Mental Health

COVID Consequences Emerge as City Addresses Recovering From Pandemic

If you're feeling mentally drained from the pandemic, you're not alone, according to doctors

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Since California reopened nearly two weeks ago, the indirect consequences of the pandemic are starting to emerge.

Mental health and child care were among the topics covered during the city of San Diego's COVID-19 Recovery and Response Committee Meeting on Monday.

Officials said that 66% of the eligible San Diego County population is fully vaccinated, but there’s been a slight uptick in cases in the county, with about 100 new cases per day since reopening. The county had been averaging about 40 cases a day.

So far, 16 people have tested positive for the highly transmissible and more severe delta variant; all were unvaccinated, authorities said. Another change: Younger people are now being hospitalized more, health officials said.

“I’m telling you, as a physician: Get your vaccines," San Diego council president Jennifer Campbell said on Monday, "otherwise you can get very sick and you could die. If we want to continue to enjoy the resilience of our economy, we must take care of our health.”

Speaking of health, from 2015-19, county residents' efforts to control blood pressure and blood sugars had been improving, but those numbers declined during the pandemic, according to San Diego County’s Health and Human Services Agency.

Death by unintended overdose rose 40% nationwide in 2020, and anxiety and depression also increased significantly, officials said.

Sharp Health psychologist Dara Schwartz added perspective for the committee on how mental health affects people differently, even though they have all lived through the pandemic.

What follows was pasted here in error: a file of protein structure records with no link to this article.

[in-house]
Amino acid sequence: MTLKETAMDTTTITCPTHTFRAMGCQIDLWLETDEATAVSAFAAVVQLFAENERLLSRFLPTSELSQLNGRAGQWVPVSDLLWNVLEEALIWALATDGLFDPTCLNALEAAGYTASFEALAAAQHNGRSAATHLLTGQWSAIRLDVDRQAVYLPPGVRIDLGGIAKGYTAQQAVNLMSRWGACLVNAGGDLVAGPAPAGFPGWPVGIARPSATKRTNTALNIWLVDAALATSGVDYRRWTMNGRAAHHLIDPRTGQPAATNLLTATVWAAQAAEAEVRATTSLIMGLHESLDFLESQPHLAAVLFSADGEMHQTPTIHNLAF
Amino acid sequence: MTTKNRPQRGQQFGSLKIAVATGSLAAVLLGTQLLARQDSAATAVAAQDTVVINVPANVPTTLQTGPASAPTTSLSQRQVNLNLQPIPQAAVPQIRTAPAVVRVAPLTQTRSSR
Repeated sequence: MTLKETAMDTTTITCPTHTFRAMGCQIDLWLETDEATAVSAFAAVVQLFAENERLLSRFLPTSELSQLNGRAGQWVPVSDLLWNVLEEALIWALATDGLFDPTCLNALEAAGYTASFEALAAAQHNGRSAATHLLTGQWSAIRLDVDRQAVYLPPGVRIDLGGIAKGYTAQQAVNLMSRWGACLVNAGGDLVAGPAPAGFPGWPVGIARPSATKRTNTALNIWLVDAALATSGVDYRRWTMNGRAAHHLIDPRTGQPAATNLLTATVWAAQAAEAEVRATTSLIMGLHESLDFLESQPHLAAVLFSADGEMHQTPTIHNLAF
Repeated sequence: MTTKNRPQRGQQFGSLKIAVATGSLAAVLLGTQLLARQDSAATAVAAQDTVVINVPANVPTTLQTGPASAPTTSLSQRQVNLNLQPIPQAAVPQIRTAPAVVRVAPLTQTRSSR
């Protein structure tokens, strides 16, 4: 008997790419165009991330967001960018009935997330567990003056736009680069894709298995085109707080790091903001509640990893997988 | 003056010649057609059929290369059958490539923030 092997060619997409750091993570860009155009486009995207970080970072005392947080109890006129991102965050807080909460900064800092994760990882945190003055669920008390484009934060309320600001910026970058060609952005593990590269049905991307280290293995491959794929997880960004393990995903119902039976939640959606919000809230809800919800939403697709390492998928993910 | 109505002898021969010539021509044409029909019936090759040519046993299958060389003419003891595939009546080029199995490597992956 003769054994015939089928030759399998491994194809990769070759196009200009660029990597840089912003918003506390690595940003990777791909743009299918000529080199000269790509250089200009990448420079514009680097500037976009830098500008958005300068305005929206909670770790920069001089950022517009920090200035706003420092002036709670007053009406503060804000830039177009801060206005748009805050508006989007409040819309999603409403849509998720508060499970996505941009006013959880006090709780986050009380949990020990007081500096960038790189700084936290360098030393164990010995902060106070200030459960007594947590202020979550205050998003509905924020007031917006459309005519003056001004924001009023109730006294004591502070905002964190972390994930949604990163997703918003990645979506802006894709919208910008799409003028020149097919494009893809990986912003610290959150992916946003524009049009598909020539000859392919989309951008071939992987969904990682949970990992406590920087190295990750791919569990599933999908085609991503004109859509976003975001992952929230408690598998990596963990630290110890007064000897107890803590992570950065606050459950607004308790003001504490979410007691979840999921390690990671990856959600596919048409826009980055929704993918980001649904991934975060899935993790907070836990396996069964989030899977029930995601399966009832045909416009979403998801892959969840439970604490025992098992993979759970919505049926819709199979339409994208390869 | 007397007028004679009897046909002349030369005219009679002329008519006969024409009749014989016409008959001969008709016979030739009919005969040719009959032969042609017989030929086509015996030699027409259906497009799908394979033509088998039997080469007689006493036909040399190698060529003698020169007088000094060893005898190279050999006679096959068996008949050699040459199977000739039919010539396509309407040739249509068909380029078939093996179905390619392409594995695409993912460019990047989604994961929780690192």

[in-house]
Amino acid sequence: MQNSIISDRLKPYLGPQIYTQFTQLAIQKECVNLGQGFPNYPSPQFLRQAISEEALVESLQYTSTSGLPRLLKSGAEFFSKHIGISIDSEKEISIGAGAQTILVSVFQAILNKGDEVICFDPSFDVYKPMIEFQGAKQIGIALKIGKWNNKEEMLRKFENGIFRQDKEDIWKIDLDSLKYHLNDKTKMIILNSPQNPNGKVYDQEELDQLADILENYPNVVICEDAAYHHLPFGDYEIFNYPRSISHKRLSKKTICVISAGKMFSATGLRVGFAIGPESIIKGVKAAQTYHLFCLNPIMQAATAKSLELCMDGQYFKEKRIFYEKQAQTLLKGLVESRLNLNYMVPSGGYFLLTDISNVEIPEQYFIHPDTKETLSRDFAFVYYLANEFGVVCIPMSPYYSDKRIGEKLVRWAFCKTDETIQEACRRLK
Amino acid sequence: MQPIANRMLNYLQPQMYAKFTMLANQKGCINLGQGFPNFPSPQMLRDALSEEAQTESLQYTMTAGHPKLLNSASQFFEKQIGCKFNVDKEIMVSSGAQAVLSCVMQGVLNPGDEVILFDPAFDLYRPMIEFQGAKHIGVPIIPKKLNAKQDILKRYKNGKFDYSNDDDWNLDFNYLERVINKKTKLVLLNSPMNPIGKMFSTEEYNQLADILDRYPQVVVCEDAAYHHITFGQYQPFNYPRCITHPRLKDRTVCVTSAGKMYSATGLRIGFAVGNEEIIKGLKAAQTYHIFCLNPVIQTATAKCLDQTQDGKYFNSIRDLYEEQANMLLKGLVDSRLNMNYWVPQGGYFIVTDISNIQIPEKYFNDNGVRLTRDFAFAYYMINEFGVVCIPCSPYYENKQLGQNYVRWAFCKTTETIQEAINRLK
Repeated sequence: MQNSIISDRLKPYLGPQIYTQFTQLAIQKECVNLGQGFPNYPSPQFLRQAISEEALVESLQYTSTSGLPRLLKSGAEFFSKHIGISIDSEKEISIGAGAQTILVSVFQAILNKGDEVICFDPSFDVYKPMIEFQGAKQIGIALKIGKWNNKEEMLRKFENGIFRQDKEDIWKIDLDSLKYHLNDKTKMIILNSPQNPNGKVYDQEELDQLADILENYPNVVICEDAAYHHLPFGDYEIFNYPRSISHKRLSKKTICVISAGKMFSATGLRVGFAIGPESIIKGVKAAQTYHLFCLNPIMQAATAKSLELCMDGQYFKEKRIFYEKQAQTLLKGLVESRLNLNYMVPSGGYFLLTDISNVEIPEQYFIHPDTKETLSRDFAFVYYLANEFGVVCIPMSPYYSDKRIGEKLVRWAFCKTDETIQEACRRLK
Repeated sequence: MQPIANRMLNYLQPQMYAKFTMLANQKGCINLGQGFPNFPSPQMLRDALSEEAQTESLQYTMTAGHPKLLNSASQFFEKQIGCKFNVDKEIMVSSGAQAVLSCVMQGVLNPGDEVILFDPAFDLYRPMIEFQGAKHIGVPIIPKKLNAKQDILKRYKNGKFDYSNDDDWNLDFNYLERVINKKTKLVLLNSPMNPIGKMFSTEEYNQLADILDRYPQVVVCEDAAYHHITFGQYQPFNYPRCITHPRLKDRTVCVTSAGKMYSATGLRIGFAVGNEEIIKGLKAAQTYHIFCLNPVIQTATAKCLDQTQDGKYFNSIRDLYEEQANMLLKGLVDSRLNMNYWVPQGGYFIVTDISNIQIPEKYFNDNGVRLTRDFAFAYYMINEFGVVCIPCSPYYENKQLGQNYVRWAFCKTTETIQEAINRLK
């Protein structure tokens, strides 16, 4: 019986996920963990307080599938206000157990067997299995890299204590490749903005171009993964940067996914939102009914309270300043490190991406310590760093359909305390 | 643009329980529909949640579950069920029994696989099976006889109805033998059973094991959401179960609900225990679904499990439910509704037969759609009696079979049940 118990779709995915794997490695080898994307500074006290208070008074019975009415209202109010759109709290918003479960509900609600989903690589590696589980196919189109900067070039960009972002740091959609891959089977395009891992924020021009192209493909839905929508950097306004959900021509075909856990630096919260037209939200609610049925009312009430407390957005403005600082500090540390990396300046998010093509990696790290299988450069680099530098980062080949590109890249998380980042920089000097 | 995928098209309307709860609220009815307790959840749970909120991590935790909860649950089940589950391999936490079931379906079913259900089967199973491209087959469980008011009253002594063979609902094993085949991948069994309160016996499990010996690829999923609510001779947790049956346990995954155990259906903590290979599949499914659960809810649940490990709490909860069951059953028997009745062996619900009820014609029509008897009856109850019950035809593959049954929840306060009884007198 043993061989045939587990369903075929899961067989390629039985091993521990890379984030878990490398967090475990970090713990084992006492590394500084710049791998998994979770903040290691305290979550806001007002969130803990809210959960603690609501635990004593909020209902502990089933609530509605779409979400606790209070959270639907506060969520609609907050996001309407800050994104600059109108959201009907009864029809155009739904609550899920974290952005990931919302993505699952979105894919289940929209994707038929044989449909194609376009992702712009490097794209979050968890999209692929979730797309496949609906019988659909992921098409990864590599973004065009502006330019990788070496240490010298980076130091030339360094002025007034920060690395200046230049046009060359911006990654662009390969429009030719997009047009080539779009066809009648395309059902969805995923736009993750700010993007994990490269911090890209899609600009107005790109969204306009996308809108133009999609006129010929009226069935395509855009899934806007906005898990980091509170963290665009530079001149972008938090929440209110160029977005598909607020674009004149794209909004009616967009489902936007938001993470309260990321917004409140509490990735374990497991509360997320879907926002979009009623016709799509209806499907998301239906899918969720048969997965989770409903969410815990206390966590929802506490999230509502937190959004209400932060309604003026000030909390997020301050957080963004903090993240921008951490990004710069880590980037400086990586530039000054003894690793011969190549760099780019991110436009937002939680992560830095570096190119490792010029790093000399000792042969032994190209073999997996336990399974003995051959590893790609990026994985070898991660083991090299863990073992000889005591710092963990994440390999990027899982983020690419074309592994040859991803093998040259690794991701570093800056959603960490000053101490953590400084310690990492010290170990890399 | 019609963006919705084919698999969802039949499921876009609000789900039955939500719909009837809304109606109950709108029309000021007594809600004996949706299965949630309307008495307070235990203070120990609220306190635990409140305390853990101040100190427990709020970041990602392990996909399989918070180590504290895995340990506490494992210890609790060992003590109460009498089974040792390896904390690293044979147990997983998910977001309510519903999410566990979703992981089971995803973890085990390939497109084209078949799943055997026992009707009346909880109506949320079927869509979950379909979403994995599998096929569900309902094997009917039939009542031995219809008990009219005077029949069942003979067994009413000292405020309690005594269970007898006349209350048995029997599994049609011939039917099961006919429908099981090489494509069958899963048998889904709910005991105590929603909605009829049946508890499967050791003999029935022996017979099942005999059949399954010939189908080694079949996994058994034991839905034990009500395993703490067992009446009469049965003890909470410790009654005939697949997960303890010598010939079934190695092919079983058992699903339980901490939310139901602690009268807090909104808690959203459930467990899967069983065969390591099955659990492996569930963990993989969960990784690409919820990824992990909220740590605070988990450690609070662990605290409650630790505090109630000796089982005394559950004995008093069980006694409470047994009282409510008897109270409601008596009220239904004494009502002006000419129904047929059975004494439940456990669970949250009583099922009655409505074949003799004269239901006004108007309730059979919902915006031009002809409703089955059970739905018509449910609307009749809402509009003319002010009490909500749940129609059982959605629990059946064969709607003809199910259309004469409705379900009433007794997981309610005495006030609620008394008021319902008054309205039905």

“For every person excited to return to work, there are those who are scared, frustrated, still juggling other demands like childcare,” Schwartz said. “For every person who is nervous and cautious about returning to work in person, [there] is a person who never even had the option to work from home and resents that you’re even fearful of that.”

Mental health experts recommend checking brain health like we would anything else. If patterns of being very anxious, in a low mood, experiencing exhaustion, sleeping poorly and weight loss occur daily, it could be a sign that someone needs professional help.

At the committee meeting, the city also outlined protections from commercial and residential eviction, with the San Diego Chamber of Commerce noting that rapidly rising housing costs are a challenge in attracting workers.

A representative for San Diego’s Workforce Partnership said that the childcare crisis is one of the greatest barriers to getting employees back to work, especially for women, who have been disproportionately impacted by the pandemic.

Most COVID guidelines will be kept in place until Sept 1. Larger, indoor events will require vaccination or testing requirements until Oct 1.

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